Browsing named entities in The Photographic History of The Civil War: in ten volumes, Thousands of Scenes Photographed 1861-65, with Text by many Special Authorities, Volume 5: Forts and Artillery. (ed. Francis Trevelyan Miller). You can also browse the collection for Arnold or search for Arnold in all documents.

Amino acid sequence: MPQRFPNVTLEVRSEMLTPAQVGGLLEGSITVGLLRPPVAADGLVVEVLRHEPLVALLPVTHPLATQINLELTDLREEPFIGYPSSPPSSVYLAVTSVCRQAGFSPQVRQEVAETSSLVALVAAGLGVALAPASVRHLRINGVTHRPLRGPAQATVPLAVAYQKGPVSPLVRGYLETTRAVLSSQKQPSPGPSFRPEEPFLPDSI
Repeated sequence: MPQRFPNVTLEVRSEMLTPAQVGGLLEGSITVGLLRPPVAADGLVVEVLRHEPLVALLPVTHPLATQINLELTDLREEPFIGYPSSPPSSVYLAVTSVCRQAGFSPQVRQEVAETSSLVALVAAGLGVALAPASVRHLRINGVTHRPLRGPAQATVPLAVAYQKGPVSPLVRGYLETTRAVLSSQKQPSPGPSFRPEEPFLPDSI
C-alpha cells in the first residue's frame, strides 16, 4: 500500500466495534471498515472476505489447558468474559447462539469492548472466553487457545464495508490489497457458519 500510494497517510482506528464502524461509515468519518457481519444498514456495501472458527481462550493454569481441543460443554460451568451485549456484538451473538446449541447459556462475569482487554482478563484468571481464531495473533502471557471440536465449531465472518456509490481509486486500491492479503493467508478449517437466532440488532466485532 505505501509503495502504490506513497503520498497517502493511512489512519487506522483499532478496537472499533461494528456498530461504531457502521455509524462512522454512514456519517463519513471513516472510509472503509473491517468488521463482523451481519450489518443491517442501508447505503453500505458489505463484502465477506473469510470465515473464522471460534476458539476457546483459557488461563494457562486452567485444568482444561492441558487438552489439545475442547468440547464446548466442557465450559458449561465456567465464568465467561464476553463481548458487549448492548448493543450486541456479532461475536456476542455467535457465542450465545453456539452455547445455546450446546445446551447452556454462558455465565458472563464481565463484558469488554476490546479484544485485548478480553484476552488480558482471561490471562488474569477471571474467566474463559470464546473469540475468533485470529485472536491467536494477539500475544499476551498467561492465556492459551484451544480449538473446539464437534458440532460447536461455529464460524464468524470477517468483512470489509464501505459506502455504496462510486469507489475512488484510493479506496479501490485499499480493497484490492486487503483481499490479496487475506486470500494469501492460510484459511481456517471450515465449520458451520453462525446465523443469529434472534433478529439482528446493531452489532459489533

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over the prostrate bodies of many of the cannoneers. Ricketts, severely wounded, was finally taken by the Confederates and retained a prisoner. Two more Federal batteries, one a regular organization, crossed the valley to take part in the fight, but were compelled to withdraw. Finally, with the appearance of Johnston's fresh troops, including more field-artillery, the tide was turned for the last time, and the much coveted guns remained in the hands of the Confederates. Four pieces of Arnold's battery, four of Carlisle's battery, and five of the Rhode Island battery, practically all that were taken off the field, were lost at the clogged bridge over Cub Run. The entire loss to the Federals in artillery was twenty-five guns, a severe blow when ordnance was so precious. General Griffin, who led the first light battery into Washington Major-General Charles Griffin stands in the center of his staff officers of the Fifth Army Corps, of which he attained command on April 2, 18